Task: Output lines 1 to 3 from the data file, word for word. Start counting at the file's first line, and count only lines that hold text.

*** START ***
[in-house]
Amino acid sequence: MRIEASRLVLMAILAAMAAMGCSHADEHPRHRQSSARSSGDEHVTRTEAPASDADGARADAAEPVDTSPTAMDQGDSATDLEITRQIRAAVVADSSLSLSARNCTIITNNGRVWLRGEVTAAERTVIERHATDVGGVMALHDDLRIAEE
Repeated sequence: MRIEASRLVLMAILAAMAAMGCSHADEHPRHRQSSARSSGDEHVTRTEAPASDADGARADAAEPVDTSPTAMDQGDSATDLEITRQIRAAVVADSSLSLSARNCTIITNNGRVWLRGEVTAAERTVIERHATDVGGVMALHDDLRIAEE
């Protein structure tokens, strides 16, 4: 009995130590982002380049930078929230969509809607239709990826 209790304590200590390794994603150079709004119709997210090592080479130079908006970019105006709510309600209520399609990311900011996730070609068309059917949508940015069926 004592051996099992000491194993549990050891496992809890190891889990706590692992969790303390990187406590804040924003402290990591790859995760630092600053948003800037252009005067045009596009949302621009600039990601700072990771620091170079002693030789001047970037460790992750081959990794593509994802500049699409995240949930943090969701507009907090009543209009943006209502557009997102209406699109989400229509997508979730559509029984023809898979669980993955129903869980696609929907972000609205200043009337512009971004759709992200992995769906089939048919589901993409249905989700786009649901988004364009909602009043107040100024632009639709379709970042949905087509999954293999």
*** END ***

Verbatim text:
[in-house]
Amino acid sequence: MRIEASRLVLMAILAAMAAMGCSHADEHPRHRQSSARSSGDEHVTRTEAPASDADGARADAAEPVDTSPTAMDQGDSATDLEITRQIRAAVVADSSLSLSARNCTIITNNGRVWLRGEVTAAERTVIERHATDVGGVMALHDDLRIAEE
Repeated sequence: MRIEASRLVLMAILAAMAAMGCSHADEHPRHRQSSARSSGDEHVTRTEAPASDADGARADAAEPVDTSPTAMDQGDSATDLEITRQIRAAVVADSSLSLSARNCTIITNNGRVWLRGEVTAAERTVIERHATDVGGVMALHDDLRIAEE